Emily Duffelmeyer and her son, Severen Anderson, age 3, discuss the large sculpture "Mosquito" created by team A Mind of Metal at last year's Scrapfest.
Helen Murphy/City Pulse

Old Town’s latest festival features live music, food vendors, a beer tent — and 9,000 of pounds of scrap metal. ScrapFest, originally part of the Festival of the Moon and Sun, invites local artists to turn piles of discarded metal into works of art.

"ScrapFest is an art sculpture competition, art fair and art auction benefiting artists and the continued mission of the Old Town Commercial Association,” said David Such, creative director of Scrapfest and partner at Such Video. “Artists and teams have one hour to collect up to 500 pounds of scrap material donated by Friedland Industries in Old Town. They have two weeks to build whatever they want from the metal they've collected."

Since its debut in 2009, ScrapFest has gone from a festival sideshow to a standalone event that draws thousands of people to Old Town. Last year’s event pulled in an estimated 2,500 visitors.

"It became its own standalone event in 2015,” Such said. “It was originally paired with the Festival of the Moon and Sun because we were not sure how the event would be received. It was — and continues to be — embraced by the Lansing and mid-Michigan communities."

Such believes that the success of the event is driven by the quality of the artists it attracts.

"There is one thing that has remained the same year after year for ScrapFest, and that is good art,” he said. “It is extremely difficult to create sculpture from scrap in just two weeks, but year after year the artists who embrace this challenge create some of the most imaginative, artful pieces."

Local artist Andrew Sandstedt has competed in ScrapFest every year since its debut in 2009.

"This year I did a big coy fish, about 6 feet tall, with Japanese waves behind it,” Sandstedt said. "I usually try to come up with stuff I would put in my own home. I really like Japanese art and organic pieces, so they inspire a lot of my work."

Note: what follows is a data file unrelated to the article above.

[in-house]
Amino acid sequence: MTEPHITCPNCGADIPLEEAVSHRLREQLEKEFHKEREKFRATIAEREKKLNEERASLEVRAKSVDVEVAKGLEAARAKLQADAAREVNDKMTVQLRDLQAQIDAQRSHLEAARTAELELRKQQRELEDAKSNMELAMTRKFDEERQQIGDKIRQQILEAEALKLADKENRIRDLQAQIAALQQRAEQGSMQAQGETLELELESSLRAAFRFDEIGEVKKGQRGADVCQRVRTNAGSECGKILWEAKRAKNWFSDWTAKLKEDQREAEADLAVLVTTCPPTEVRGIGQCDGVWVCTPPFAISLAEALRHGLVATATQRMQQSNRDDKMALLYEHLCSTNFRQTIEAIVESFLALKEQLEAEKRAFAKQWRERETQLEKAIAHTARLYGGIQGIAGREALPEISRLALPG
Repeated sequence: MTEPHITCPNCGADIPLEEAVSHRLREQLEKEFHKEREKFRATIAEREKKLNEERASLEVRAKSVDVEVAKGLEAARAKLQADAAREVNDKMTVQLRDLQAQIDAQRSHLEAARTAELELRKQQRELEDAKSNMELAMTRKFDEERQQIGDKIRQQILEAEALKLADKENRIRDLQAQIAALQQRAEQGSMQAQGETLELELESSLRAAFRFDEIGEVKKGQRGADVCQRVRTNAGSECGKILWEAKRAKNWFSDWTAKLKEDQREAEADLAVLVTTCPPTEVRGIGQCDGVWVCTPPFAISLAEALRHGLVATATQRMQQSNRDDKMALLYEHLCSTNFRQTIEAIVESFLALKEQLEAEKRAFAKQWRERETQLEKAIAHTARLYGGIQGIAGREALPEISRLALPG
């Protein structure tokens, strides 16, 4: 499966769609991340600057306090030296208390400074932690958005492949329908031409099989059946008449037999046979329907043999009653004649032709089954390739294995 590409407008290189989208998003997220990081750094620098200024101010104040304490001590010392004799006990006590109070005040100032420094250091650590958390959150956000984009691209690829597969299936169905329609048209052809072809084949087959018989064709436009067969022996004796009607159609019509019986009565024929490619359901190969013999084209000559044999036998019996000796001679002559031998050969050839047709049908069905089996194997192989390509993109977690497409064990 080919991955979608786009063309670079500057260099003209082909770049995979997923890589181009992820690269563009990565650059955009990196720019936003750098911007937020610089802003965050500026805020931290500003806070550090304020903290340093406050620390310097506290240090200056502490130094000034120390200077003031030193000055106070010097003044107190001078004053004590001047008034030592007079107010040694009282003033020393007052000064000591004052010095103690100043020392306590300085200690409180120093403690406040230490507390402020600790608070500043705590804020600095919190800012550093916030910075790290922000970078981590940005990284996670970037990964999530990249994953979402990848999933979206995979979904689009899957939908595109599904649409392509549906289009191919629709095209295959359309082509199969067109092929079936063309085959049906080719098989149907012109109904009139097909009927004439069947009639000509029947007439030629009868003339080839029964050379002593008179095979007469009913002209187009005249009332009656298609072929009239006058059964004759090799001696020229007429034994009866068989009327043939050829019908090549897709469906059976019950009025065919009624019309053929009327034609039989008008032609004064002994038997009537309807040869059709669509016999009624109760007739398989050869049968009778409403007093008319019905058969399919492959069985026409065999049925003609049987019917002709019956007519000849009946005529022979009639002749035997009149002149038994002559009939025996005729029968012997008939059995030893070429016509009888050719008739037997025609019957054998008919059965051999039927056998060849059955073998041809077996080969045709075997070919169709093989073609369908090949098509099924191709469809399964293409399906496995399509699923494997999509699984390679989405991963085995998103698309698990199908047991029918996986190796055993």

The event culminates in an award ceremony and auction at 7:45 p.m. Saturday. Juried cash prizes are awarded to the top three sculptures, then all the pieces are auctioned off. Half of the proceeds are given to the artists and the other half is donated to the Old Town Commercial Association. All of the pieces will be on display throughout the festival.

"The pieces are judged by a panel of art professionals, and the top three teams will be awarded," Such said. "The public will be able to cast votes for their favorite, which will receive the Robert Busby People's Choice Award.”

"I took second place three years ago, and all the pieces I have done have auctioned," Sandstedt said. "I'm hoping to auction better than last year."

This year, the festival is moving from the Caesar Chavez Plaza to Turner Street. Also new to this year’s festival are child-friendly art education activities.

"We would love for the streets of Old Town to be filled with people enjoying art and each other," Such said. "We'd like them to leave with a sense that they live in a community that cares about art and hope that it serves as an inspiration to all."


6-10 p.m. Friday, July 15;
noon-5 p.m. Saturday, July 16
Turner Street, Old Town, Lansing
(517) 485-4283, oldtownscrapfest.org